TOP HONOURS: Prafulla Dhariwal and Mrudul Thatte, The Indian Mathematics Olympiad team, which included two students from the city, won two gold and three silver medals at the 53rd International Mathematics Olympiad (IMO) held in Argentina last week. India has now jumped to the 11th spot in world rankings. The students were trained for the contest at the Homi Bhabha Centre for Science Education (HBCSE), Mumbai. This is Indias best performance since 1998, when the team won three gold medals, M.D. Mastakar, public relations officer, HBCSE, said. City students Prafulla Dhariwal and Mrudul Thatte won a gold medal and a silver medal respectively at the competition. Both are standard XII students.
Debdyuti Banerjee from West Bengal, too, won a gold medal, while Rijul Saini and Akashdeep Dey, both from Delhi, won silver medals. The results were based on two exams, which were held on 10th July and 11th July. Prafulla is studying at the Late P.B Jog junior college, while Mrudul is a student of Mahilashram high school and junior college. The Indian team is expected to return from Argentina on Wednesday. Prufullas mother, Alka, said, Prafulla had received an honourable mention last year at the IMO, which was held in The Netherlands.
This year, he improved his performance by winning a gold medal. It’s a great achievement. Earlier in 2009, Prafulla had won a gold medal at the International Astronomy Olympiad. Mruduls mother, Neelima, said, Mrudul is following in her sisters foot steps, who won a gold medal at the IMO a few years back. Mrudul had participated in the IMO last year also and had won a bronze medal. This year, 548 students from across 100 countries participated in the Olympiad. The Indian team was led by B J Venkatachala from the Mathematics Olympiad cell of HBCSE. S S Sane from the department of mathematics, Indian Institute of Technology, Powai, accompanied the team as an observer.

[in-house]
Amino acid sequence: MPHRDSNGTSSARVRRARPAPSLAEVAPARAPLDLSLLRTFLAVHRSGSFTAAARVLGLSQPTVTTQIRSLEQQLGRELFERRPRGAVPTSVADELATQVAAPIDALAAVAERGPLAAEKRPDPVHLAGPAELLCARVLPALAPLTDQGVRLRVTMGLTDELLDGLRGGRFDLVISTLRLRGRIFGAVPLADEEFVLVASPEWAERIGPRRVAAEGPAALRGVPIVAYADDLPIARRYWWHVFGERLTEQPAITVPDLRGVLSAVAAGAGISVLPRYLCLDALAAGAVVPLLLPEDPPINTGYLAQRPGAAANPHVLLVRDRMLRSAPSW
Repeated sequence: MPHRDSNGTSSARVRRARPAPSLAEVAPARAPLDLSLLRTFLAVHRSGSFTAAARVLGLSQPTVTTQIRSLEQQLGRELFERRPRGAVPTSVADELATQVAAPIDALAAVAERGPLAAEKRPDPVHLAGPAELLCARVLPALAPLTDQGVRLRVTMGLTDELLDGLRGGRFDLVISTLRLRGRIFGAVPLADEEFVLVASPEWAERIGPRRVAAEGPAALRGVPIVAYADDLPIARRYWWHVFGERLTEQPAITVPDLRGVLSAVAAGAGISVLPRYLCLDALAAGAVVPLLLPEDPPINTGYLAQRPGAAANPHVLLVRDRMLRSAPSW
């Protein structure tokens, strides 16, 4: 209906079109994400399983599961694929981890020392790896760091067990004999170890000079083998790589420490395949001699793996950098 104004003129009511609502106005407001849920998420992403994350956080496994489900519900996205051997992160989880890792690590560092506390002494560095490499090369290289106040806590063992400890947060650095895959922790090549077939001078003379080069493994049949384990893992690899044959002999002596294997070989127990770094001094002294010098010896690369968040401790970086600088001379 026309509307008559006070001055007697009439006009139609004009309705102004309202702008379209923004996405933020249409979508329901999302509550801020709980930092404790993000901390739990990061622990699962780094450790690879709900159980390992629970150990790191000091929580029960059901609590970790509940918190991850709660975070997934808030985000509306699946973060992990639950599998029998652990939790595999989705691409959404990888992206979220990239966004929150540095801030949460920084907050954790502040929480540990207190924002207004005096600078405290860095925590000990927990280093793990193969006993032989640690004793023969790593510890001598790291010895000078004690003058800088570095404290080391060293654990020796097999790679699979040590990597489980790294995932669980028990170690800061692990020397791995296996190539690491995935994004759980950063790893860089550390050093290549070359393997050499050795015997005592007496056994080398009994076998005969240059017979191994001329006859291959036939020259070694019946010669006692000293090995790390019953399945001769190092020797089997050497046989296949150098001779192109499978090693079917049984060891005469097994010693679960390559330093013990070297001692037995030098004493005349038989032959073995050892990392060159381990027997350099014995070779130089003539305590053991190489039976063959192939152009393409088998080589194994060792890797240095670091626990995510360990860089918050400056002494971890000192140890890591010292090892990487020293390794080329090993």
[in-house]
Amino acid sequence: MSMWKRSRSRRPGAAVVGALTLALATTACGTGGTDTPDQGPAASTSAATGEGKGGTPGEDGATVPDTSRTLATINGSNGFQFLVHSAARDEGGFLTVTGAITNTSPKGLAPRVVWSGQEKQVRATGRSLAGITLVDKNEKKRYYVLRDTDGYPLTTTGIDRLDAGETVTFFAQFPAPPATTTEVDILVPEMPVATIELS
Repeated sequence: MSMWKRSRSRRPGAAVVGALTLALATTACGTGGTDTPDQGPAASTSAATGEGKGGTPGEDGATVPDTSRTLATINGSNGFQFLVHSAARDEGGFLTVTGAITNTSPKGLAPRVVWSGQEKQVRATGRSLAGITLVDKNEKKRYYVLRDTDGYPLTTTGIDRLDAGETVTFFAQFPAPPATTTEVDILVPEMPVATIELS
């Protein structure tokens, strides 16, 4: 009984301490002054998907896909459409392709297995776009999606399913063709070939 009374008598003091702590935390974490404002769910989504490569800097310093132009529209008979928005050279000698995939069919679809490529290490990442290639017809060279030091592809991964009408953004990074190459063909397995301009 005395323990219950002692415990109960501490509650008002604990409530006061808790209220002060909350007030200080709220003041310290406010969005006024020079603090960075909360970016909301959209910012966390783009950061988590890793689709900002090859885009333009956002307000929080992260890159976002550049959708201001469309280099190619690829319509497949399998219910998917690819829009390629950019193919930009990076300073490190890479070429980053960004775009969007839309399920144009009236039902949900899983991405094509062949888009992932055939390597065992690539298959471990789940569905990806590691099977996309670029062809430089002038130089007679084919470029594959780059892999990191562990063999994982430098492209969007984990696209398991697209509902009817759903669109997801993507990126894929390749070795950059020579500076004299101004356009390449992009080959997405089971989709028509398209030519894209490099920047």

Abou the Event:
Two examinations in mathematics are held. Each exam is of four-and-a-half-hour duration. The two papers have three questions each. Contestants are asked to work independently and submit solutions in their own languages. Only writing and drawing instruments, like rulers and compasses, are allowed for the examinations. The syllabus includes pre-degree college mathematics. The areas covered are arithmetic of integers, geometry, quadratic equations and expressions, trigonometry, co-ordinate geometry, systems of linear equations, permutations and combinations, etc. The syllabus does not include calculus and statistics. The major areas from where questions are asked include number theory, geometry, algebra and combinatorics. The syllabus is spread over class IX to class XII levels, but the problems under each topic are of exceptionally high level in terms of difficulty and sophistication.
Courtesy: Times of India